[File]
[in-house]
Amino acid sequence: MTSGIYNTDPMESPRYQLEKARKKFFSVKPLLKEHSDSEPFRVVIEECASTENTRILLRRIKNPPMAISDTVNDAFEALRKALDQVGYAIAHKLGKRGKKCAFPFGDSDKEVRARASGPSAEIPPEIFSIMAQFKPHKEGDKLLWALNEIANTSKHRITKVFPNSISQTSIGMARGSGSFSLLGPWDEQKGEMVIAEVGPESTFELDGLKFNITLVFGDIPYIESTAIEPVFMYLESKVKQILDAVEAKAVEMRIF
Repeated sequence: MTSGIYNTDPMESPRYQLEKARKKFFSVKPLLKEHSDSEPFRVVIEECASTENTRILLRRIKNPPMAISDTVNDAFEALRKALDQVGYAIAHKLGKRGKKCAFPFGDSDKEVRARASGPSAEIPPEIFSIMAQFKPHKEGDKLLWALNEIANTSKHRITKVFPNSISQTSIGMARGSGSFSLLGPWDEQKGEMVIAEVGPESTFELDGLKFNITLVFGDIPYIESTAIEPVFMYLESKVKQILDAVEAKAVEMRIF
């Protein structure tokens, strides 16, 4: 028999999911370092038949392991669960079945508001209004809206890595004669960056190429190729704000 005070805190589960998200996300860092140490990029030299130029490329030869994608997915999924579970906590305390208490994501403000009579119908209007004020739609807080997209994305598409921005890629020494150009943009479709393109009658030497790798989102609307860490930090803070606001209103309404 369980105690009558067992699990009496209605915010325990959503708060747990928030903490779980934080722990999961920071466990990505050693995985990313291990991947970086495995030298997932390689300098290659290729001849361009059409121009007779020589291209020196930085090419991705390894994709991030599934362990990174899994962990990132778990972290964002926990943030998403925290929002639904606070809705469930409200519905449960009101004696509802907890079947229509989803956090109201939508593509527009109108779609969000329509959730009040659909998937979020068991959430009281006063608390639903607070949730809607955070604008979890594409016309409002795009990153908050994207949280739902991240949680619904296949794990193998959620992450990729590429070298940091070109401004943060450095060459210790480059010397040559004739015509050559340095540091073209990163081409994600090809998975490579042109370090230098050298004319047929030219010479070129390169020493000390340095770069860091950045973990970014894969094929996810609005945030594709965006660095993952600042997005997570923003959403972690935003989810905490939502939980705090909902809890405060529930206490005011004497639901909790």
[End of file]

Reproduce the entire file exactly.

[in-house]
Amino acid sequence: MTSGIYNTDPMESPRYQLEKARKKFFSVKPLLKEHSDSEPFRVVIEECASTENTRILLRRIKNPPMAISDTVNDAFEALRKALDQVGYAIAHKLGKRGKKCAFPFGDSDKEVRARASGPSAEIPPEIFSIMAQFKPHKEGDKLLWALNEIANTSKHRITKVFPNSISQTSIGMARGSGSFSLLGPWDEQKGEMVIAEVGPESTFELDGLKFNITLVFGDIPYIESTAIEPVFMYLESKVKQILDAVEAKAVEMRIF
Repeated sequence: MTSGIYNTDPMESPRYQLEKARKKFFSVKPLLKEHSDSEPFRVVIEECASTENTRILLRRIKNPPMAISDTVNDAFEALRKALDQVGYAIAHKLGKRGKKCAFPFGDSDKEVRARASGPSAEIPPEIFSIMAQFKPHKEGDKLLWALNEIANTSKHRITKVFPNSISQTSIGMARGSGSFSLLGPWDEQKGEMVIAEVGPESTFELDGLKFNITLVFGDIPYIESTAIEPVFMYLESKVKQILDAVEAKAVEMRIF
């Protein structure tokens, strides 16, 4: 028999999911370092038949392991669960079945508001209004809206890595004669960056190429190729704000 005070805190589960998200996300860092140490990029030299130029490329030869994608997915999924579970906590305390208490994501403000009579119908209007004020739609807080997209994305598409921005890629020494150009943009479709393109009658030497790798989102609307860490930090803070606001209103309404 369980105690009558067992699990009496209605915010325990959503708060747990928030903490779980934080722990999961920071466990990505050693995985990313291990991947970086495995030298997932390689300098290659290729001849361009059409121009007779020589291209020196930085090419991705390894994709991030599934362990990174899994962990990132778990972290964002926990943030998403925290929002639904606070809705469930409200519905449960009101004696509802907890079947229509989803956090109201939508593509527009109108779609969000329509959730009040659909998937979020068991959430009281006063608390639903607070949730809607955070604008979890594409016309409002795009990153908050994207949280739902991240949680619904296949794990193998959620992450990729590429070298940091070109401004943060450095060459210790480059010397040559004739015509050559340095540091073209990163081409994600090809998975490579042109370090230098050298004319047929030219010479070129390169020493000390340095770069860091950045973990970014894969094929996810609005945030594709965006660095993952600042997005997570923003959403972690935003989810905490939502939980705090909902809890405060529930206490005011004497639901909790």